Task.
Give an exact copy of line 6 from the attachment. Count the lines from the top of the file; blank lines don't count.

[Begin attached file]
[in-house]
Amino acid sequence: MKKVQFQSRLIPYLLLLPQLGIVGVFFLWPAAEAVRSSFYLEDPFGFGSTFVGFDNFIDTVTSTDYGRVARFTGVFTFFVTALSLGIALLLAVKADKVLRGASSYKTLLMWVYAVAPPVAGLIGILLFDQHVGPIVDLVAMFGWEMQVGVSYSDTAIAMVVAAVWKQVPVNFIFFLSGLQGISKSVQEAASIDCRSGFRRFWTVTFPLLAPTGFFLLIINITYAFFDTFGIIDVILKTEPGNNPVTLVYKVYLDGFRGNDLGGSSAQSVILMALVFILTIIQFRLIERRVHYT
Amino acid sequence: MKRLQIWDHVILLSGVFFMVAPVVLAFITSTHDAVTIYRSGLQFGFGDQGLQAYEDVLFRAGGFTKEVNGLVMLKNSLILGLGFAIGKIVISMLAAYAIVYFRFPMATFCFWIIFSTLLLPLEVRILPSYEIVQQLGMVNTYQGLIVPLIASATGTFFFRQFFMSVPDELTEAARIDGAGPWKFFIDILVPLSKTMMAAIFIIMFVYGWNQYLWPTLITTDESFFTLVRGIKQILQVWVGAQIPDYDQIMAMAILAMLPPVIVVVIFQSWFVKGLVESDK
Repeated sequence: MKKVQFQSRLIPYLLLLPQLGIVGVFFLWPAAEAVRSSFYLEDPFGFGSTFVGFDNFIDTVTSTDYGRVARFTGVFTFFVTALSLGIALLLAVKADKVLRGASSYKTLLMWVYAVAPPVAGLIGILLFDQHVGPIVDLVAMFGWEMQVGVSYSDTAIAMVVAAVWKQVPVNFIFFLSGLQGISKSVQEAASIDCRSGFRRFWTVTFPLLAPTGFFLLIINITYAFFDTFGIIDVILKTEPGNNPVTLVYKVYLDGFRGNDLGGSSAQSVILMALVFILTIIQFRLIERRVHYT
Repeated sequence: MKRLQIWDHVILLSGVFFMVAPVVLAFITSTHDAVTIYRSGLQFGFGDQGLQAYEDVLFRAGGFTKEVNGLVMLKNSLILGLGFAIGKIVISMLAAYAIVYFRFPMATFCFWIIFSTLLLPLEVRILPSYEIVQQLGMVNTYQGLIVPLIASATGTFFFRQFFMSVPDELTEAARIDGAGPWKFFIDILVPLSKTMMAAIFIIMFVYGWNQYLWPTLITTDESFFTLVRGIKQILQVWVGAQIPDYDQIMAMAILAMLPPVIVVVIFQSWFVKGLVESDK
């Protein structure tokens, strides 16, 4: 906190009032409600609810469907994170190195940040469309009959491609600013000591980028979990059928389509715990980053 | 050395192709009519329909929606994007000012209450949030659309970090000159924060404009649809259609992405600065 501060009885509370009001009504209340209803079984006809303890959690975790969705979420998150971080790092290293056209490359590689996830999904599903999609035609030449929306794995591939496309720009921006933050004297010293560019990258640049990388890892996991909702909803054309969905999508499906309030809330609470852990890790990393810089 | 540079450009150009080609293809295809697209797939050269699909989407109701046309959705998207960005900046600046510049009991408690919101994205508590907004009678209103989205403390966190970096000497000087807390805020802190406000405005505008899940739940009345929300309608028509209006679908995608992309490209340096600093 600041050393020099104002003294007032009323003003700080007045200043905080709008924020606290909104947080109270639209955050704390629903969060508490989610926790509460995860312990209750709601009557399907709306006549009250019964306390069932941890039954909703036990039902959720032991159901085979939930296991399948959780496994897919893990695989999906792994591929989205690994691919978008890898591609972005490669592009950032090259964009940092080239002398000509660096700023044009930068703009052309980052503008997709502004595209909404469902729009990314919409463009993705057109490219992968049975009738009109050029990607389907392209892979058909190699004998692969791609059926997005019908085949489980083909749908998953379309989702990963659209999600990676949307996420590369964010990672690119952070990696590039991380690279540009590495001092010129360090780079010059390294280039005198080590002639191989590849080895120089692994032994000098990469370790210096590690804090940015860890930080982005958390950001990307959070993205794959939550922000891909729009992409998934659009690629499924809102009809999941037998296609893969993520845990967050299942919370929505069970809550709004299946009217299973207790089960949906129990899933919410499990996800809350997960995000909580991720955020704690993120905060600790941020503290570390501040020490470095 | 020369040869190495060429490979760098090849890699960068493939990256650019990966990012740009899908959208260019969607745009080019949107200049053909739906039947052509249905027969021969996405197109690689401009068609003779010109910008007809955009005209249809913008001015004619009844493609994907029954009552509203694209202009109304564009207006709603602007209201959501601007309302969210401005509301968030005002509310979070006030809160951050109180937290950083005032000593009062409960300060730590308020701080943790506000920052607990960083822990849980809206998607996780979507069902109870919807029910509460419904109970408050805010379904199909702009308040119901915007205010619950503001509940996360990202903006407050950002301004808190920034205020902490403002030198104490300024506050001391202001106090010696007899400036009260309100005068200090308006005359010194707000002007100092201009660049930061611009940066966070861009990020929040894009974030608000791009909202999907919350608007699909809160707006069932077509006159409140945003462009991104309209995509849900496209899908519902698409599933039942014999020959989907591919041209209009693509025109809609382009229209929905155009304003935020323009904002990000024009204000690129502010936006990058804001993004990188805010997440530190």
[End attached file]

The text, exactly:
């Protein structure tokens, strides 16, 4: 906190009032409600609810469907994170190195940040469309009959491609600013000591980028979990059928389509715990980053 | 050395192709009519329909929606994007000012209450949030659309970090000159924060404009649809259609992405600065 501060009885509370009001009504209340209803079984006809303890959690975790969705979420998150971080790092290293056209490359590689996830999904599903999609035609030449929306794995591939496309720009921006933050004297010293560019990258640049990388890892996991909702909803054309969905999508499906309030809330609470852990890790990393810089 | 540079450009150009080609293809295809697209797939050269699909989407109701046309959705998207960005900046600046510049009991408690919101994205508590907004009678209103989205403390966190970096000497000087807390805020802190406000405005505008899940739940009345929300309608028509209006679908995608992309490209340096600093 600041050393020099104002003294007032009323003003700080007045200043905080709008924020606290909104947080109270639209955050704390629903969060508490989610926790509460995860312990209750709601009557399907709306006549009250019964306390069932941890039954909703036990039902959720032991159901085979939930296991399948959780496994897919893990695989999906792994591929989205690994691919978008890898591609972005490669592009950032090259964009940092080239002398000509660096700023044009930068703009052309980052503008997709502004595209909404469902729009990314919409463009993705057109490219992968049975009738009109050029990607389907392209892979058909190699004998692969791609059926997005019908085949489980083909749908998953379309989702990963659209999600990676949307996420590369964010990672690119952070990696590039991380690279540009590495001092010129360090780079010059390294280039005198080590002639191989590849080895120089692994032994000098990469370790210096590690804090940015860890930080982005958390950001990307959070993205794959939550922000891909729009992409998934659009690629499924809102009809999941037998296609893969993520845990967050299942919370929505069970809550709004299946009217299973207790089960949906129990899933919410499990996800809350997960995000909580991720955020704690993120905060600790941020503290570390501040020490470095 | 020369040869190495060429490979760098090849890699960068493939990256650019990966990012740009899908959208260019969607745009080019949107200049053909739906039947052509249905027969021969996405197109690689401009068609003779010109910008007809955009005209249809913008001015004619009844493609994907029954009552509203694209202009109304564009207006709603602007209201959501601007309302969210401005509301968030005002509310979070006030809160951050109180937290950083005032000593009062409960300060730590308020701080943790506000920052607990960083822990849980809206998607996780979507069902109870919807029910509460419904109970408050805010379904199909702009308040119901915007205010619950503001509940996360990202903006407050950002301004808190920034205020902490403002030198104490300024506050001391202001106090010696007899400036009260309100005068200090308006005359010194707000002007100092201009660049930061611009940066966070861009990020929040894009974030608000791009909202999907919350608007699909809160707006069932077509006159409140945003462009991104309209995509849900496209899908519902698409599933039942014999020959989907591919041209209009693509025109809609382009229209929905155009304003935020323009904002990000024009204000690129502010936006990058804001993004990188805010997440530190």